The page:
As peak rains loom – and with PfR support – Red Cross in Indonesia expands forecast training to include first-response command posts
The PMI* – the Red Cross in Indonesia – last week expanded its forecast training programme to include some first-response command post staff, volunteers, disaster managers and health workers.
Together with the American Red Cross in Indonesia and PfR-supported Climate Centre specialists, the PMI convened training sessions for personnel from Jakarta headquarters and several nearby branches who may be engaged in addressing rainy-season hazards.
The sessions – on daily, monthly, seasonal and flood forecasts – were held at the PMI Jakarta HQ and taken by Dedi Sucahyono, a meteorologist from Indonesia’s Meteorological, Climatological and Geophysical Agency (BMKG).
Last April, as part of the ongoing ‘Greater Jakarta Resilience’ programme, supported by the American Red Cross, the PMI held a workshop for fishermen that included computer skills to help them use online government information on weather and fishing grounds.
The trainers at last Thursday’s sessions explained potential impacts on local landscapes of rainfall patterns and wind, and went into details on the climate and forecast information produced by BMKG; the significance for Indonesia of El Niño/La Niña was also explained.
The rainy season, which on average lasts to March with peak rains in February, is just getting underway in Indonesia.
The rain starts earlier in some areas, however, and it’s feared there may now be extremes before the familiar February peak, possibly exacerbated by a weak La Niña.
In a number of areas, PMI first-response command posts already receive locally gathered information on disasters which is then shared in WhatsApp groups.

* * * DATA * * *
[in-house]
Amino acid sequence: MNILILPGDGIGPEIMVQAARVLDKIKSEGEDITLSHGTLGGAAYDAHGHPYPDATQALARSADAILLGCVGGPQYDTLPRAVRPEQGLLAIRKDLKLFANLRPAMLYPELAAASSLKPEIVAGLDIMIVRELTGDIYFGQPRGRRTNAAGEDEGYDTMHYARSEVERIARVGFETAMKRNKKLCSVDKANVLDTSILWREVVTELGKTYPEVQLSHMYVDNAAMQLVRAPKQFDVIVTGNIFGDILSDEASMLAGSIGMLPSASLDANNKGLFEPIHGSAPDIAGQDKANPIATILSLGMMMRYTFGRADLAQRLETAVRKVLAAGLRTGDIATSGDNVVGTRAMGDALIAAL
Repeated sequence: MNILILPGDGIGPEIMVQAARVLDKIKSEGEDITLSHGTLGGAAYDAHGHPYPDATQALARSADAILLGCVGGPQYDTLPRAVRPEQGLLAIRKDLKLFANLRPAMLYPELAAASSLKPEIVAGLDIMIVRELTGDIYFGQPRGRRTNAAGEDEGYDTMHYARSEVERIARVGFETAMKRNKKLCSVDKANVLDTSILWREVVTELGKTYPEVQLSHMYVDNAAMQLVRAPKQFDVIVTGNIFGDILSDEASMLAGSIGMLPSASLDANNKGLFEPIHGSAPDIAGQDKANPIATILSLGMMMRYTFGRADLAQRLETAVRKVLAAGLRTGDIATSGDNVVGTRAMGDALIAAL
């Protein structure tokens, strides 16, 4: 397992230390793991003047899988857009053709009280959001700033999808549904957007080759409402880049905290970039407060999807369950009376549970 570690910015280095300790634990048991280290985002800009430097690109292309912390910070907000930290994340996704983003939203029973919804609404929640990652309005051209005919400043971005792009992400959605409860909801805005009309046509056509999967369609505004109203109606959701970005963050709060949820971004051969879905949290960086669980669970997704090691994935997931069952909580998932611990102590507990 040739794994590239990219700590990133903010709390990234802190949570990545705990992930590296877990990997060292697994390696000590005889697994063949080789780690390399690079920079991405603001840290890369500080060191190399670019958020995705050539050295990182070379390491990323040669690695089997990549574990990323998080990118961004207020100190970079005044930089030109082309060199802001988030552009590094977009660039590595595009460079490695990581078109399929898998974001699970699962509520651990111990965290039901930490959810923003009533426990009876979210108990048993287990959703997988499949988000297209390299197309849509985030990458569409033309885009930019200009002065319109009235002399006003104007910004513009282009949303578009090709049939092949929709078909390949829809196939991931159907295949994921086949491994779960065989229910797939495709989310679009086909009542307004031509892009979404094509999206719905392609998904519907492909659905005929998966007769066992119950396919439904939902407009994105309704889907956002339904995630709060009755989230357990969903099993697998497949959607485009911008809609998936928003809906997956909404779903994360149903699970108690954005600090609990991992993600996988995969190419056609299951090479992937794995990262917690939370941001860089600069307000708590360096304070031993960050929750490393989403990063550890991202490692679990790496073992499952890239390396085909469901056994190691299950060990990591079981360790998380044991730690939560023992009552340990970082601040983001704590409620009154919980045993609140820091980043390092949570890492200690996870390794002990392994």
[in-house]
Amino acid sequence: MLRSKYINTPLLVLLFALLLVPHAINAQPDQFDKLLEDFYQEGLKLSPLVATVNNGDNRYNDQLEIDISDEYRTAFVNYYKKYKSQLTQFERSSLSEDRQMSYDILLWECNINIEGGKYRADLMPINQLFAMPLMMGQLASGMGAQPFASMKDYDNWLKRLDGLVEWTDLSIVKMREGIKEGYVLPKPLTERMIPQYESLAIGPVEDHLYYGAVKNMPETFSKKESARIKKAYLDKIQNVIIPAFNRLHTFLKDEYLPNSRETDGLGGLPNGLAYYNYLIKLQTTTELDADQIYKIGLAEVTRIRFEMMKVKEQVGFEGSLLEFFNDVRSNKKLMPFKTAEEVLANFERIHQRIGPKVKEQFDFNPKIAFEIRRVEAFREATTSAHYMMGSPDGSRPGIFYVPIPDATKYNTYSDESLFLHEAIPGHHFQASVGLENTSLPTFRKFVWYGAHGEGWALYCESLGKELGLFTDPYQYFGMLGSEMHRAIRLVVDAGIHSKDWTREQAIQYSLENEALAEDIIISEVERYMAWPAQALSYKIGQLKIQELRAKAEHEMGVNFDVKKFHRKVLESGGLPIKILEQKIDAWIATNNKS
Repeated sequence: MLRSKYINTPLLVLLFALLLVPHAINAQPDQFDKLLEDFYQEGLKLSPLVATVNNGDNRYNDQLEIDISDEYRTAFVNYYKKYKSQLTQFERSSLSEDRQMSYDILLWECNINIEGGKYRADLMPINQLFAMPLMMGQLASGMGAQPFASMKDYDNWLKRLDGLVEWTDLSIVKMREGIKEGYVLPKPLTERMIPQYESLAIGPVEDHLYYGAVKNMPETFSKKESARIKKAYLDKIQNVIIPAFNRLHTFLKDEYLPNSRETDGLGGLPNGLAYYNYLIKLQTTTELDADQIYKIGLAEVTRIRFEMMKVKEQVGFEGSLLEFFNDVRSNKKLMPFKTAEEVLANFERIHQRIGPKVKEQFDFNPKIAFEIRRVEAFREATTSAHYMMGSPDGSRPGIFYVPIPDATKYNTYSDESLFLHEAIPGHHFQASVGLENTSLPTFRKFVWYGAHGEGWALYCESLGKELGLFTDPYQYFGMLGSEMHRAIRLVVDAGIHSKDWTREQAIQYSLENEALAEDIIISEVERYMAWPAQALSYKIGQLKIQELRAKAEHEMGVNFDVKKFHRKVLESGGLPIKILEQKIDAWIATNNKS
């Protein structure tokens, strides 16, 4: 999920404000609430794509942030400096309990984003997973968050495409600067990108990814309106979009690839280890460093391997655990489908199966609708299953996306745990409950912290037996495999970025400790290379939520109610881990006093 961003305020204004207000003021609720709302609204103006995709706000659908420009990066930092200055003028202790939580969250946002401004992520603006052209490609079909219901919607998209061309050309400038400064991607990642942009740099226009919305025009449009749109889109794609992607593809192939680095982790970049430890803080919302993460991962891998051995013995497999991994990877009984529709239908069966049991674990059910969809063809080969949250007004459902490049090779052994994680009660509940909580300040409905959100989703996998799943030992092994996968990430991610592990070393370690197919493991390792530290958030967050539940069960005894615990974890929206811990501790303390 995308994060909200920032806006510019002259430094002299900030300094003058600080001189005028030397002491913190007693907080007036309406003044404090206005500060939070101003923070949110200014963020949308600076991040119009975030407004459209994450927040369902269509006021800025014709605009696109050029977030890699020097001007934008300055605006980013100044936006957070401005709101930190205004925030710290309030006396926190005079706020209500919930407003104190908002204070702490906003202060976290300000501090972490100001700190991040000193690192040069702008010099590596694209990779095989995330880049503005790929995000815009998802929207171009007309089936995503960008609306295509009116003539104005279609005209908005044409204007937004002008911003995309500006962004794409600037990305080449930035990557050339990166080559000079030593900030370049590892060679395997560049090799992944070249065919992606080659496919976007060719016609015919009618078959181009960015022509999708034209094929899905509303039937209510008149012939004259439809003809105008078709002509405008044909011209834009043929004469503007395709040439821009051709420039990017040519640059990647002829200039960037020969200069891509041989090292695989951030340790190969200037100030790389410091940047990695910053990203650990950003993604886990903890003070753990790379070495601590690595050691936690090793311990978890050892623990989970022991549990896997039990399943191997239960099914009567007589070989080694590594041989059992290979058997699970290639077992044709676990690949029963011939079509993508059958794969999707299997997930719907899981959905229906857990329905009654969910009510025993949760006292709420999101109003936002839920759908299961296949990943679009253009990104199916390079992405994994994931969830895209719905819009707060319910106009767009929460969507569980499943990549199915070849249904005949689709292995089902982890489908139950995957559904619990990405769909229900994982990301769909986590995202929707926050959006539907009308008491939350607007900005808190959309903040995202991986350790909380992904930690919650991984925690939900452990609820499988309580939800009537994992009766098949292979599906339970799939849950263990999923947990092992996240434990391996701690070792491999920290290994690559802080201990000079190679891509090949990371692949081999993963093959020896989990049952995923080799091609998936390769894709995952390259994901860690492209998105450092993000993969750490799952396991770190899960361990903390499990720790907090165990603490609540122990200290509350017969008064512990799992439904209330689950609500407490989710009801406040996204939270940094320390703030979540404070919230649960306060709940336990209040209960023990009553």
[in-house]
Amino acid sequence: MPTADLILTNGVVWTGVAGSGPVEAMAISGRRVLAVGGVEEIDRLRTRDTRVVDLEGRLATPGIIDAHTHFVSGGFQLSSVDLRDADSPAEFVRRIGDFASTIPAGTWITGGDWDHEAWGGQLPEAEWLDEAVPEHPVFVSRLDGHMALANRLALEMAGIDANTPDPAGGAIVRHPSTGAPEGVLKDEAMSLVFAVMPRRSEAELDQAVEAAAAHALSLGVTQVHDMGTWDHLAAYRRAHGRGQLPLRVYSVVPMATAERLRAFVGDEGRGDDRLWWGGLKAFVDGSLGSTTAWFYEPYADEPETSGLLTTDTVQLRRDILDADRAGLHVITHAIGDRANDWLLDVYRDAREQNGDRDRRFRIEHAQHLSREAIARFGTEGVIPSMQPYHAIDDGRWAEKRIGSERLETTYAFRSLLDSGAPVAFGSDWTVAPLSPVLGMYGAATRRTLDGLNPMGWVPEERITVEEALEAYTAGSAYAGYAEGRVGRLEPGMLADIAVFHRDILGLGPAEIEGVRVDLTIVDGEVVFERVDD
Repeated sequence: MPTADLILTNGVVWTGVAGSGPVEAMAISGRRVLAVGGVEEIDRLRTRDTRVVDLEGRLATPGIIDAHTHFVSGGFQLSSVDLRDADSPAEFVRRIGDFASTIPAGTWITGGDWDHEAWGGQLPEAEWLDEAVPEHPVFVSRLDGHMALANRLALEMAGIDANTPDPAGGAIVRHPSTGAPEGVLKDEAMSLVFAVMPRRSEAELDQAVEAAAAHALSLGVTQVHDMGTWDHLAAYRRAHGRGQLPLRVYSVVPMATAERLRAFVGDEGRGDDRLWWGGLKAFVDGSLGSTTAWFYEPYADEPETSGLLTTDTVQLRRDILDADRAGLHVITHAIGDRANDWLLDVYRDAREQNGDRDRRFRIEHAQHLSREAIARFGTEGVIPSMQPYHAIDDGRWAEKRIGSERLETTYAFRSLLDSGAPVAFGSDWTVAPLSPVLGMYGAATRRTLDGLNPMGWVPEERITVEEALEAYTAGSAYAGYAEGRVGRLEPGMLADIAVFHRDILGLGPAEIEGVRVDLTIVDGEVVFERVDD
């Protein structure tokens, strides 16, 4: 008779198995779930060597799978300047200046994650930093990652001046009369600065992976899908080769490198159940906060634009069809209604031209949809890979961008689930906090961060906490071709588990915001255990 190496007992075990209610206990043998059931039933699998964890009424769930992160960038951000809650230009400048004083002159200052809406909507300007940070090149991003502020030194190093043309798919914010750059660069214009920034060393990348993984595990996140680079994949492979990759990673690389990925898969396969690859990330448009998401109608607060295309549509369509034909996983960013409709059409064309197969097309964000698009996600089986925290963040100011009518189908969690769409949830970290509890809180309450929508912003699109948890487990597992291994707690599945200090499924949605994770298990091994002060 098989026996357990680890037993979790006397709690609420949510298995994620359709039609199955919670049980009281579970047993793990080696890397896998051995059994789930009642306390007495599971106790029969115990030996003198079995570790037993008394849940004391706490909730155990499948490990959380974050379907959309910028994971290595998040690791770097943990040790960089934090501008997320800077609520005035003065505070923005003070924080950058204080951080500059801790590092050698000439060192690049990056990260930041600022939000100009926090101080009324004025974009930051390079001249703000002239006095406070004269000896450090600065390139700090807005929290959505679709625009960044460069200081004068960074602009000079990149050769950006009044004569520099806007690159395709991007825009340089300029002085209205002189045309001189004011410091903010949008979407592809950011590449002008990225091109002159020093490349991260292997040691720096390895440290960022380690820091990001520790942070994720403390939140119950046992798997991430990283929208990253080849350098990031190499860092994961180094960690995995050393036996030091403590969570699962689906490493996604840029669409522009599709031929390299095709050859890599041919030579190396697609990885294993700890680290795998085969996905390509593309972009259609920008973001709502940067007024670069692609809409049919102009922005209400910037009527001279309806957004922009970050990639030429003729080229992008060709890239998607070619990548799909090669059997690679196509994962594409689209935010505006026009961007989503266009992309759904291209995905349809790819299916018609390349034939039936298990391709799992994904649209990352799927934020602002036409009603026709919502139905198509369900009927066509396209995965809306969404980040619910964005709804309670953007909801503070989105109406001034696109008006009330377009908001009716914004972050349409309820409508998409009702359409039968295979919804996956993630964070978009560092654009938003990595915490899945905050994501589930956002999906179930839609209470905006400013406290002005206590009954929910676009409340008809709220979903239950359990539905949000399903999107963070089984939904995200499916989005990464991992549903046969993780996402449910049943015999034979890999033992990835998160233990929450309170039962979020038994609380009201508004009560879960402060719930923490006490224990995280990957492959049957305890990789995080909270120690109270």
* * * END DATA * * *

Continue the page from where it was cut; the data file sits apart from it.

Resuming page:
“Given the trends in social media where hoax information is sometimes passed around, we had worried the information we provide might be seen as a hoax and ignored,” said Sofyan Ghazali.
West Java staff said that to assist preparedness they felt comfortable circulating information that originated with the BKMG.
The Jakarta PMI in disaster committees are now forwarding BKMB information from maritime forecasts to volunteers through a WhatsApp group.
Welcoming the latest session, Bogor PMI volunteer Meri Sarbaini said “training in sharing BKMB forecast information by PMI staff and volunteers – especially short-term weather and early warnings – is very necessary”.
Further PMI workshops are planned along the River Ciliwung connecting Bogor, Jakarta and West Java provinces next month, and it’s hoped they will become a regular fixture on the PMI calendar.
In a separate workshop last week in Serang City organized by Wetlands International, the Climate Centre took a session on accessing forecast and climate information from the BMKG website and a mini-workshop on affordable flood-alerting systems.
The workshop was intended to build capacity on disaster preparedness and mangrove rehabilitation for the coastal community 90km west of Jakarta, and featured input from Wetlands and CARE, both PfR partners.
*Indonesia’s Red Cross society, the Palang Merah Indonesia, is generally known by its local acronym.
Dedi Sucahyono (at right, in the white shirt), a meteorologist from Indonesia’s Meteorological, Climatological and Geophysical Agency, instructs Red Cross staff in accessing and understanding weather and climate information from his agency at last week’s training session at the Jakarta PMI HQ. (Photo: Raja Siregar, IFRC-Climate Centre)